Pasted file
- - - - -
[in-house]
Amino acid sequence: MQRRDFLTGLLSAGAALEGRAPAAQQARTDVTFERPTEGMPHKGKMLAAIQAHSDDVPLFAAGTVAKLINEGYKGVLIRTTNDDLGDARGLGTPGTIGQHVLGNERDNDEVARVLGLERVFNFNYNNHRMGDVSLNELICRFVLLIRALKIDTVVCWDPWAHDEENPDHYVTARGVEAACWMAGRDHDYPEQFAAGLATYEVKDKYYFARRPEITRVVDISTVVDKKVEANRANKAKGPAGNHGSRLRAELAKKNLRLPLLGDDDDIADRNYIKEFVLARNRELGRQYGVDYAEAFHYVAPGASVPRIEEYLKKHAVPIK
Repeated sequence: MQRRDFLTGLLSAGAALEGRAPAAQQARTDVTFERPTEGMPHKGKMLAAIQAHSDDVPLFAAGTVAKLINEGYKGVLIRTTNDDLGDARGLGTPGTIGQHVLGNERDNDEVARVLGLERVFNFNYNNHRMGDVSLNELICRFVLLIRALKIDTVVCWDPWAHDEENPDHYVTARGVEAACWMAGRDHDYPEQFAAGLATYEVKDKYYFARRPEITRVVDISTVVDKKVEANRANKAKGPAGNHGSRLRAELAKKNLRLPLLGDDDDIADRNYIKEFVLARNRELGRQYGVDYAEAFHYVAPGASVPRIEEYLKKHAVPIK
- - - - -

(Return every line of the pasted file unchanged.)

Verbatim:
[in-house]
Amino acid sequence: MQRRDFLTGLLSAGAALEGRAPAAQQARTDVTFERPTEGMPHKGKMLAAIQAHSDDVPLFAAGTVAKLINEGYKGVLIRTTNDDLGDARGLGTPGTIGQHVLGNERDNDEVARVLGLERVFNFNYNNHRMGDVSLNELICRFVLLIRALKIDTVVCWDPWAHDEENPDHYVTARGVEAACWMAGRDHDYPEQFAAGLATYEVKDKYYFARRPEITRVVDISTVVDKKVEANRANKAKGPAGNHGSRLRAELAKKNLRLPLLGDDDDIADRNYIKEFVLARNRELGRQYGVDYAEAFHYVAPGASVPRIEEYLKKHAVPIK
Repeated sequence: MQRRDFLTGLLSAGAALEGRAPAAQQARTDVTFERPTEGMPHKGKMLAAIQAHSDDVPLFAAGTVAKLINEGYKGVLIRTTNDDLGDARGLGTPGTIGQHVLGNERDNDEVARVLGLERVFNFNYNNHRMGDVSLNELICRFVLLIRALKIDTVVCWDPWAHDEENPDHYVTARGVEAACWMAGRDHDYPEQFAAGLATYEVKDKYYFARRPEITRVVDISTVVDKKVEANRANKAKGPAGNHGSRLRAELAKKNLRLPLLGDDDDIADRNYIKEFVLARNRELGRQYGVDYAEAFHYVAPGASVPRIEEYLKKHAVPIK